What it means to SEO and what is the QDF, Google’s query deserves freshness
Google SERPs favour fresh content. For many years this statement has been repeated, as a mantra, referring to the so-called Google QDF algorithm, the Query deserves Freshness rule for which, in fact, the novelty and freshness are criteria that are worth a priority in the ranking. But is it still so? And how much do these factors weigh? We try to take stock of the situation, in the light of the constant evolution of the systems of interpretation of the contents of the search engine.
What Quality Deserves Freshness means
Query Deserves Freshness, or QDF, is not a new concept but is often interpreted improperly in the planning of SEO campaigns, especially when it comes to content, so much so that even former Googler Kaspar Szymanski spoke of it as a “false myth”.
This expression intuitively means that in some queries the search engines reorder the search results so that the most recent contents will be placed higher, rewarding indeed the “freshness”.
History of the Google QDF algorithm
The algorithm called Query Deserves Freshness was actually launched by Google in 2007 and then updated in 2011 (as part of the evolution of the new search index Caffeine) to identify topics and search queries for which users need up-to-date content, so as to benefit them in search results pages.
It is a mathematical model that can determine if and when users want up-to-date and current information, or “fresh”, and is based on the popularity of a topic, examining the flow of billions of queries on Google and the number of new content published on the subject.
How the QDF algorithm works
In a nutshell, the QDF algorithm analyzes user search patterns to detect when it is trying to access current information (and when it is not), and is activated when Google records an unusual increase in search volumes or quotes of a given topic mainly in three environments: magazines and blogs, multimedia pages and direct queries on the search engine.
However, not all queries are the same and, above all, not all topics are: the research for “president of the United States” generate results that change more often than those for those looking for “biography of Catherine the Great”, because it is only in the first case that – basically – users need to read “fresh” content.
Query deserves freshness, clarifications and explanations
So, it is only partially true that Google rewards Freshness: this happens only if the freshness responds to the search intent and really corresponds to a changed or growing interest of people. Then there is another type of freshness – the one at site level – that “requires” to constantly update the published content (even the evergreens!) to avoid that they may be “expired” or too old, and therefore lose positions and visibility in SERP.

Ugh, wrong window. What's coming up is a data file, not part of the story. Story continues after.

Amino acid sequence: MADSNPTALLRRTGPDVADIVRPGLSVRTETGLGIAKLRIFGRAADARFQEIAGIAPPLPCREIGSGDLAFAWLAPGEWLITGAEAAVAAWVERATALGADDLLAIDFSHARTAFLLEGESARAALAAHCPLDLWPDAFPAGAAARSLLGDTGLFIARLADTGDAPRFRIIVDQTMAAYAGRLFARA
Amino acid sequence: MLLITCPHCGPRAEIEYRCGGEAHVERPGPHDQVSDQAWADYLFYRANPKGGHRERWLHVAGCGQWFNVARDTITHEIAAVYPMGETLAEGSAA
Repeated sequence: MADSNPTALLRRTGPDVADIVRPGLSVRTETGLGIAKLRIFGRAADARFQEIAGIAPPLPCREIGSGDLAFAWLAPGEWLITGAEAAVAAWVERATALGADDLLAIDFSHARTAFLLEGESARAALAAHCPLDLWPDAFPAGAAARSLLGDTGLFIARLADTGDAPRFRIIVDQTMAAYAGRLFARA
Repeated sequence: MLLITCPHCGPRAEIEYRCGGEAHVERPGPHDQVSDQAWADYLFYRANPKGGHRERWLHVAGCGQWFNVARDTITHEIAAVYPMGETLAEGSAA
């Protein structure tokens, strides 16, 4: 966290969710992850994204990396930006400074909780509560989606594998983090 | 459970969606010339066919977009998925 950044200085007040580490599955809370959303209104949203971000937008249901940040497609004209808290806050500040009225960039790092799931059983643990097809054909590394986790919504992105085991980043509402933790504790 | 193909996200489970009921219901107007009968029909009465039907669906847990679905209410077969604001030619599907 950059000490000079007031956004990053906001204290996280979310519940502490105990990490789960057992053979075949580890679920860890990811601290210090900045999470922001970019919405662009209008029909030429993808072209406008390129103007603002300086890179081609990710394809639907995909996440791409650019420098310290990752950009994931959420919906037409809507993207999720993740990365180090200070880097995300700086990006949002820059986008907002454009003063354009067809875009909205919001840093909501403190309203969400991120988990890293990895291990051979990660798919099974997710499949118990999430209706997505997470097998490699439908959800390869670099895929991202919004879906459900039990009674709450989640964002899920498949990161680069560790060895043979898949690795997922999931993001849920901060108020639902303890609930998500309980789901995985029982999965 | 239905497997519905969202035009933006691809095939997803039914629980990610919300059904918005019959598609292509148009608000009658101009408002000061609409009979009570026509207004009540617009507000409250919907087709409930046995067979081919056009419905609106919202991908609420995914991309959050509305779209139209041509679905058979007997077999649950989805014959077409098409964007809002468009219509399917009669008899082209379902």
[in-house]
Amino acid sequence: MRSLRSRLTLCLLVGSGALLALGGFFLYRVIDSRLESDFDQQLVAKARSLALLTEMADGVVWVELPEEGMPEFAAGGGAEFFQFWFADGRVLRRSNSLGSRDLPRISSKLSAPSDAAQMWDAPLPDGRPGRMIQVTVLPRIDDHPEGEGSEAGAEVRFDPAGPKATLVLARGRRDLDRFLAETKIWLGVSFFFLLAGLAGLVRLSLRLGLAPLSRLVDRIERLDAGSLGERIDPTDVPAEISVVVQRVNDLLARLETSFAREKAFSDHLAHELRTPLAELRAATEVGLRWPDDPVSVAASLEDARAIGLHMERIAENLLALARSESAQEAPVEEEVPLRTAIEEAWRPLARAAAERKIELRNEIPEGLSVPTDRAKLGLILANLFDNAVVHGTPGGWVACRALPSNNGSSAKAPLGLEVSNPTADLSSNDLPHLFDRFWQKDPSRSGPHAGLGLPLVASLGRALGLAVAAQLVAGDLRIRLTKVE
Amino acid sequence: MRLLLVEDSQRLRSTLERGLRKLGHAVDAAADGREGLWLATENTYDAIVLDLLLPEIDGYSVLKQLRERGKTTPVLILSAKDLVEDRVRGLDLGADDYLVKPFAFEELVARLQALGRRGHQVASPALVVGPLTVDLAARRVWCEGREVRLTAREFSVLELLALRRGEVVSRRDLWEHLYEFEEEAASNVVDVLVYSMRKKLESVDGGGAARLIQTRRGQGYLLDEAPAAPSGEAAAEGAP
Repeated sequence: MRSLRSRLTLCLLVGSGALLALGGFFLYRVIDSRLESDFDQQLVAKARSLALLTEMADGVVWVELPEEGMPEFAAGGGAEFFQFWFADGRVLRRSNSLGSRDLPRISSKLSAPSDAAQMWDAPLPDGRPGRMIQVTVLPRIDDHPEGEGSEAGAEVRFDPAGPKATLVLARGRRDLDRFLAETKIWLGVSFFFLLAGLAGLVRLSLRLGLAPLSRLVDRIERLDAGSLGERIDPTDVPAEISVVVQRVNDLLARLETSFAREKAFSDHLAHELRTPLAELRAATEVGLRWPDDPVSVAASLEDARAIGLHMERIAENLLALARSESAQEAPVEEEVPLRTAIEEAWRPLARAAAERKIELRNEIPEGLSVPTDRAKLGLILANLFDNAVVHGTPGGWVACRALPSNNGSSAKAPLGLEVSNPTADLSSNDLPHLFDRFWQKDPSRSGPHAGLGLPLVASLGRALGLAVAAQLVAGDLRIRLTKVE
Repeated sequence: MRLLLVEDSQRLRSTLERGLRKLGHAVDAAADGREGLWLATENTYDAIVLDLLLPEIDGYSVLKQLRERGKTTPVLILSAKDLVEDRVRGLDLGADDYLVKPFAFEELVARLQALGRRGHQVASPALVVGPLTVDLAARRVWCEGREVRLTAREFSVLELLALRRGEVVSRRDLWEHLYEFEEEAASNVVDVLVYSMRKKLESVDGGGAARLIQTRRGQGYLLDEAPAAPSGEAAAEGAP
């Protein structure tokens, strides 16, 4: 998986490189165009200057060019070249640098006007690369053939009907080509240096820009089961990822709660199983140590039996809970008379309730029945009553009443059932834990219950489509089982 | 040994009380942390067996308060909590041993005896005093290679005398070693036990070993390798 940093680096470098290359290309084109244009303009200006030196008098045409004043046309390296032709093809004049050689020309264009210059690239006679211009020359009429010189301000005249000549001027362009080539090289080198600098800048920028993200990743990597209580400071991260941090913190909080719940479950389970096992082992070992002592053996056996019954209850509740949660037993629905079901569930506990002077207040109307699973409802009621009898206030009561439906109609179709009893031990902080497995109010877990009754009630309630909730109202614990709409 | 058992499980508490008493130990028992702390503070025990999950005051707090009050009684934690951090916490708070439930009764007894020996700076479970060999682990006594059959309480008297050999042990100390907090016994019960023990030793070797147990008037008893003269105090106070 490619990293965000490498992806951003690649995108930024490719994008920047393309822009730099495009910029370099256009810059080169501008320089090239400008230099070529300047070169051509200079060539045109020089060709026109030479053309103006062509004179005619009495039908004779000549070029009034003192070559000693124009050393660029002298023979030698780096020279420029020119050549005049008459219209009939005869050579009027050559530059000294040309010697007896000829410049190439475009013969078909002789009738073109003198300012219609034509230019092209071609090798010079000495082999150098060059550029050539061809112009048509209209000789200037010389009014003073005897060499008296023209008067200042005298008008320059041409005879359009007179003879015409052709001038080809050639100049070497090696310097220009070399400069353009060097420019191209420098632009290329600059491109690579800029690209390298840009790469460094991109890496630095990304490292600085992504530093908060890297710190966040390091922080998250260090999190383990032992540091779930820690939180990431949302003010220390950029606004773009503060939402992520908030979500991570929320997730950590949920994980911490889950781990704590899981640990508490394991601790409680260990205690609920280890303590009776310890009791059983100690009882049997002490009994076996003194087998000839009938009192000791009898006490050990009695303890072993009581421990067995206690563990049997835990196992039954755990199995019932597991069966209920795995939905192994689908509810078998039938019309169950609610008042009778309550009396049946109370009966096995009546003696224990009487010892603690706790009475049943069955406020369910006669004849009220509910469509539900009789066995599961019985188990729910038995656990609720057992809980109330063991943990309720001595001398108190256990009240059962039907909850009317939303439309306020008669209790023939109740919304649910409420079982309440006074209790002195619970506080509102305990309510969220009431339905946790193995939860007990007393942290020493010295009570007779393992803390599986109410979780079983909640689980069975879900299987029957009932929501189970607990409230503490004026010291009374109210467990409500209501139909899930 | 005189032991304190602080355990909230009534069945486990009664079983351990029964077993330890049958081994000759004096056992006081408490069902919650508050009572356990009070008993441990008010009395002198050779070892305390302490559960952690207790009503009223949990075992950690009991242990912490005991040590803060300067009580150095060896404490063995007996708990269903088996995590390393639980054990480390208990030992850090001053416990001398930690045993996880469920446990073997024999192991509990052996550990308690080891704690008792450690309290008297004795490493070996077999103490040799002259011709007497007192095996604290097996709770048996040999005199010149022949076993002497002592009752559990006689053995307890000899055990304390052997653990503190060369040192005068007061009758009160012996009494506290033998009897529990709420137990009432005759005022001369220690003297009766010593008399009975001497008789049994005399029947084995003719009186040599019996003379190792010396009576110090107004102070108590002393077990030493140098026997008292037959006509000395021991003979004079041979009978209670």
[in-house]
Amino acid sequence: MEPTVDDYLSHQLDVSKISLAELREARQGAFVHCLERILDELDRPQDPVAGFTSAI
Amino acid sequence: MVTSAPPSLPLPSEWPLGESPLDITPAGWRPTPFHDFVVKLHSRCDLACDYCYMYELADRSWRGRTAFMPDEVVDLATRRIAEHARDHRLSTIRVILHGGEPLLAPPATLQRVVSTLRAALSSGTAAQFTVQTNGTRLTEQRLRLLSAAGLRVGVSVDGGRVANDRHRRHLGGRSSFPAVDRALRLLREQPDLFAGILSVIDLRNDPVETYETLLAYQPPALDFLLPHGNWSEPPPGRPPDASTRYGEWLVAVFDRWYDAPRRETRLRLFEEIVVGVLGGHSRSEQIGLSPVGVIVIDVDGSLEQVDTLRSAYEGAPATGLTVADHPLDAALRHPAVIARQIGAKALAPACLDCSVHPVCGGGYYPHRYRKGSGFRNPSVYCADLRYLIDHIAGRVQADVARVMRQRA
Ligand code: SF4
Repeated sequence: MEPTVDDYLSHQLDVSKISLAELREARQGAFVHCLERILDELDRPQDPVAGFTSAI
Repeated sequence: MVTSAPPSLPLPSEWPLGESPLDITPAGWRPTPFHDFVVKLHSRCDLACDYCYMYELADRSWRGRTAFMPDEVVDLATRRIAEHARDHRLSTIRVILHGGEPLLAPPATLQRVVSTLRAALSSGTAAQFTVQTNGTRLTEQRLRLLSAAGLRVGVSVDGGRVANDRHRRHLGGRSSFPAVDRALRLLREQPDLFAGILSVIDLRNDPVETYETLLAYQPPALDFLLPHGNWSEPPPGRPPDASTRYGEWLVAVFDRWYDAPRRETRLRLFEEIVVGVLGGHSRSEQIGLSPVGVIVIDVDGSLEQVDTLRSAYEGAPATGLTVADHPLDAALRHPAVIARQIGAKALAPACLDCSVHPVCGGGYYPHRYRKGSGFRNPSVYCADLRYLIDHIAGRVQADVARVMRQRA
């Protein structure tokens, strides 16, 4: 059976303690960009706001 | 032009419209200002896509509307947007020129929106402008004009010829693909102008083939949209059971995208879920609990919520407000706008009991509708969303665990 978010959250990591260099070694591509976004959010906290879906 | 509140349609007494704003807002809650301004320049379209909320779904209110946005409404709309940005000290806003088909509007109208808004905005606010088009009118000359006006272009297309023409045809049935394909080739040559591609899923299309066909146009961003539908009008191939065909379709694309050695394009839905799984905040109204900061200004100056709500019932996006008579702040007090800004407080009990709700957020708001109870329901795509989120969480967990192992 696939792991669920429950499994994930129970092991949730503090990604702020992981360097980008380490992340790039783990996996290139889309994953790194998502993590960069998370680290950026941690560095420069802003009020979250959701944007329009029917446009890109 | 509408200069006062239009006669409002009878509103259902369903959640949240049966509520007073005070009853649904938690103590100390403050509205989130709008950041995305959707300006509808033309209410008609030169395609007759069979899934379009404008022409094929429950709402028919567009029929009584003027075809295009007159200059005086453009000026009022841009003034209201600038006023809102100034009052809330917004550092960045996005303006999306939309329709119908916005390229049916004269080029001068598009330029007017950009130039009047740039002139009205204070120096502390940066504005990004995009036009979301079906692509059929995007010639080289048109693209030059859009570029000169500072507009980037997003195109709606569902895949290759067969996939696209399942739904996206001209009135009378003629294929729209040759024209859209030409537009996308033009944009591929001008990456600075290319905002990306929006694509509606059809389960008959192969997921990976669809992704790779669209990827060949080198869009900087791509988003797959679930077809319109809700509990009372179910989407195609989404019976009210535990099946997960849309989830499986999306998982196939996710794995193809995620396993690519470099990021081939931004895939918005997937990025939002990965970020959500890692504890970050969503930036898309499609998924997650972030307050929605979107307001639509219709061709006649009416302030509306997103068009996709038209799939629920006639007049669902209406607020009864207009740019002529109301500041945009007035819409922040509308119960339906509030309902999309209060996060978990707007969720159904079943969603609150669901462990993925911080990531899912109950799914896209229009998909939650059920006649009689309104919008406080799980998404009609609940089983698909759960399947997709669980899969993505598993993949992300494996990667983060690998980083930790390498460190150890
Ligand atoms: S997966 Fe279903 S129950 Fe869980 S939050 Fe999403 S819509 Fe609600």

On the topic level, current events mainly apply “to sites such as newspapers, magazines or portals that operate with frequent and fast news, for which vertical freshness can result in a competitive advantage“, as Szymanski explained, while for the vast majority of websites the Freshness “is not important as an SEO factor”.
In fact, the QDF algorithm does not apply to all types of queries and only seeks to serve the broader mission of returning relevant content and results to meet the user’s intent, and may affect the placement of content related to specific recurring events (music festivals, events, annual fairs, political events such as elections etc.), but also content that require frequent updates and recent information (technologies – such as the query “the best smartphones” – sports, gadgets, job offers and more).
The algorithm is more relevant for queries of the informative type, such as news or trending themes; therefore, generally does not “affect” content and transactional queries, for which however always applies the rule of respect for the research intent, that can change in line with real world events, as we saw at the time of the pandemic with the Covid-19 impact on searches and SERPs.
Examples of freshness
The evolution of Google and the increasing ability to understand what users really want – thanks to systems such as BERT – has made giant strides even the algorithm QDF, as seen in the event of sudden events and, in particular, the evolution of Serps for new research on the Coronavirus or the “revolutions” caused by the orange sky seen by millions of people in northern California in September.
As we wrote in our article, many of those people searched for answers on the search engine to understand what was happening, and Google responded by changing its SERPs in real time, also exploiting features such as featured snippets: The previous responses indexed by the engine, in fact, offered only “general scientific explanations of what can turn the sky orange”, but the Californians wanted to know why the sky was orange at that time and where they were.
For this reason, Google has provided fresher results, adapting the answers according to the local context and also using time and location to help algorithms understand what the user is really looking for.